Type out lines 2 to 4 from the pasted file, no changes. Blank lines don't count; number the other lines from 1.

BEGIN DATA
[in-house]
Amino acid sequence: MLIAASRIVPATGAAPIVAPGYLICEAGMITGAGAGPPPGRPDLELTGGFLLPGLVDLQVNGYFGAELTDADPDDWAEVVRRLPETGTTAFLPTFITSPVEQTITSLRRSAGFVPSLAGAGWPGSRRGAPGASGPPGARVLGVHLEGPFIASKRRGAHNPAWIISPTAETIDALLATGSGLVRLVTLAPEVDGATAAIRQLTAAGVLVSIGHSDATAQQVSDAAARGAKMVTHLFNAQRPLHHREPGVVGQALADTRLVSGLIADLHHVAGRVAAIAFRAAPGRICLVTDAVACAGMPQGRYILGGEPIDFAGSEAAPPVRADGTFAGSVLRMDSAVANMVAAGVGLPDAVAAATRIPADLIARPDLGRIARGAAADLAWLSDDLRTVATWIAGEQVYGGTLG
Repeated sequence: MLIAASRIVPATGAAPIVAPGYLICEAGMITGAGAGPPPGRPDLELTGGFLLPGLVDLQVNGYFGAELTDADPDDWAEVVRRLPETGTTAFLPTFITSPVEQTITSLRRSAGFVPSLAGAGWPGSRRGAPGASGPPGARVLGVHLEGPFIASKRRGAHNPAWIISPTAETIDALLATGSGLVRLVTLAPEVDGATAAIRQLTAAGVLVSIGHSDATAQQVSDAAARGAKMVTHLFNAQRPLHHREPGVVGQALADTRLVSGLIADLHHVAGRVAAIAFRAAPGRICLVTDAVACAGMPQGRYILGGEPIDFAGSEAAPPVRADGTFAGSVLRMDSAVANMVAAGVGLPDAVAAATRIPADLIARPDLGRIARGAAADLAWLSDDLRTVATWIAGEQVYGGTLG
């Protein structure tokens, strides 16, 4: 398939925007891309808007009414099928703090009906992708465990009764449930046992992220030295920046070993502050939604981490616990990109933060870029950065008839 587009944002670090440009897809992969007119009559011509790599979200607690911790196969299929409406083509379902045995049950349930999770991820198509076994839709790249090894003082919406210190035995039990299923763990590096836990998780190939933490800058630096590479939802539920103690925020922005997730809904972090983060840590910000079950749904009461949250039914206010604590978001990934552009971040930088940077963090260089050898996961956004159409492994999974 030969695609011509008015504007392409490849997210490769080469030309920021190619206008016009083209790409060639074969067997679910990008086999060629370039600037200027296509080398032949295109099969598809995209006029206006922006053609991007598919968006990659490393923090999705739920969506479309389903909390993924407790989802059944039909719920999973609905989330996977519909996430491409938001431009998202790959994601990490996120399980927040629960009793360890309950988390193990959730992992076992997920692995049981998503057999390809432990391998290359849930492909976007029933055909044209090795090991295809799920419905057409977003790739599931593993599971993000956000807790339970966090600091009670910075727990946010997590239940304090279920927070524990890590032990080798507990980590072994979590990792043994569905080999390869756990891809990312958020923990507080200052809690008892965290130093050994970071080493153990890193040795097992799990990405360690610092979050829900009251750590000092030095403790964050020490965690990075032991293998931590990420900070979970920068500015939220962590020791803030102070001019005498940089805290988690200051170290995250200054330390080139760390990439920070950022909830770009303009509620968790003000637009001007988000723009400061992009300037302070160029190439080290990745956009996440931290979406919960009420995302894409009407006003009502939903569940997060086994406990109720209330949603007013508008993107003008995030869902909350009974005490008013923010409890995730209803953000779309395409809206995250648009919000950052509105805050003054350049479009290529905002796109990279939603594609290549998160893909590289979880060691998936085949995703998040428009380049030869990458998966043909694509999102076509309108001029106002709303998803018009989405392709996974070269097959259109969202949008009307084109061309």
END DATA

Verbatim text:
Amino acid sequence: MLIAASRIVPATGAAPIVAPGYLICEAGMITGAGAGPPPGRPDLELTGGFLLPGLVDLQVNGYFGAELTDADPDDWAEVVRRLPETGTTAFLPTFITSPVEQTITSLRRSAGFVPSLAGAGWPGSRRGAPGASGPPGARVLGVHLEGPFIASKRRGAHNPAWIISPTAETIDALLATGSGLVRLVTLAPEVDGATAAIRQLTAAGVLVSIGHSDATAQQVSDAAARGAKMVTHLFNAQRPLHHREPGVVGQALADTRLVSGLIADLHHVAGRVAAIAFRAAPGRICLVTDAVACAGMPQGRYILGGEPIDFAGSEAAPPVRADGTFAGSVLRMDSAVANMVAAGVGLPDAVAAATRIPADLIARPDLGRIARGAAADLAWLSDDLRTVATWIAGEQVYGGTLG
Repeated sequence: MLIAASRIVPATGAAPIVAPGYLICEAGMITGAGAGPPPGRPDLELTGGFLLPGLVDLQVNGYFGAELTDADPDDWAEVVRRLPETGTTAFLPTFITSPVEQTITSLRRSAGFVPSLAGAGWPGSRRGAPGASGPPGARVLGVHLEGPFIASKRRGAHNPAWIISPTAETIDALLATGSGLVRLVTLAPEVDGATAAIRQLTAAGVLVSIGHSDATAQQVSDAAARGAKMVTHLFNAQRPLHHREPGVVGQALADTRLVSGLIADLHHVAGRVAAIAFRAAPGRICLVTDAVACAGMPQGRYILGGEPIDFAGSEAAPPVRADGTFAGSVLRMDSAVANMVAAGVGLPDAVAAATRIPADLIARPDLGRIARGAAADLAWLSDDLRTVATWIAGEQVYGGTLG
């Protein structure tokens, strides 16, 4: 398939925007891309808007009414099928703090009906992708465990009764449930046992992220030295920046070993502050939604981490616990990109933060870029950065008839 587009944002670090440009897809992969007119009559011509790599979200607690911790196969299929409406083509379902045995049950349930999770991820198509076994839709790249090894003082919406210190035995039990299923763990590096836990998780190939933490800058630096590479939802539920103690925020922005997730809904972090983060840590910000079950749904009461949250039914206010604590978001990934552009971040930088940077963090260089050898996961956004159409492994999974 030969695609011509008015504007392409490849997210490769080469030309920021190619206008016009083209790409060639074969067997679910990008086999060629370039600037200027296509080398032949295109099969598809995209006029206006922006053609991007598919968006990659490393923090999705739920969506479309389903909390993924407790989802059944039909719920999973609905989330996977519909996430491409938001431009998202790959994601990490996120399980927040629960009793360890309950988390193990959730992992076992997920692995049981998503057999390809432990391998290359849930492909976007029933055909044209090795090991295809799920419905057409977003790739599931593993599971993000956000807790339970966090600091009670910075727990946010997590239940304090279920927070524990890590032990080798507990980590072994979590990792043994569905080999390869756990891809990312958020923990507080200052809690008892965290130093050994970071080493153990890193040795097992799990990405360690610092979050829900009251750590000092030095403790964050020490965690990075032991293998931590990420900070979970920068500015939220962590020791803030102070001019005498940089805290988690200051170290995250200054330390080139760390990439920070950022909830770009303009509620968790003000637009001007988000723009400061992009300037302070160029190439080290990745956009996440931290979406919960009420995302894409009407006003009502939903569940997060086994406990109720209330949603007013508008993107003008995030869902909350009974005490008013923010409890995730209803953000779309395409809206995250648009919000950052509105805050003054350049479009290529905002796109990279939603594609290549998160893909590289979880060691998936085949995703998040428009380049030869990458998966043909694509999102076509309108001029106002709303998803018009989405392709996974070269097959259109969202949008009307084109061309």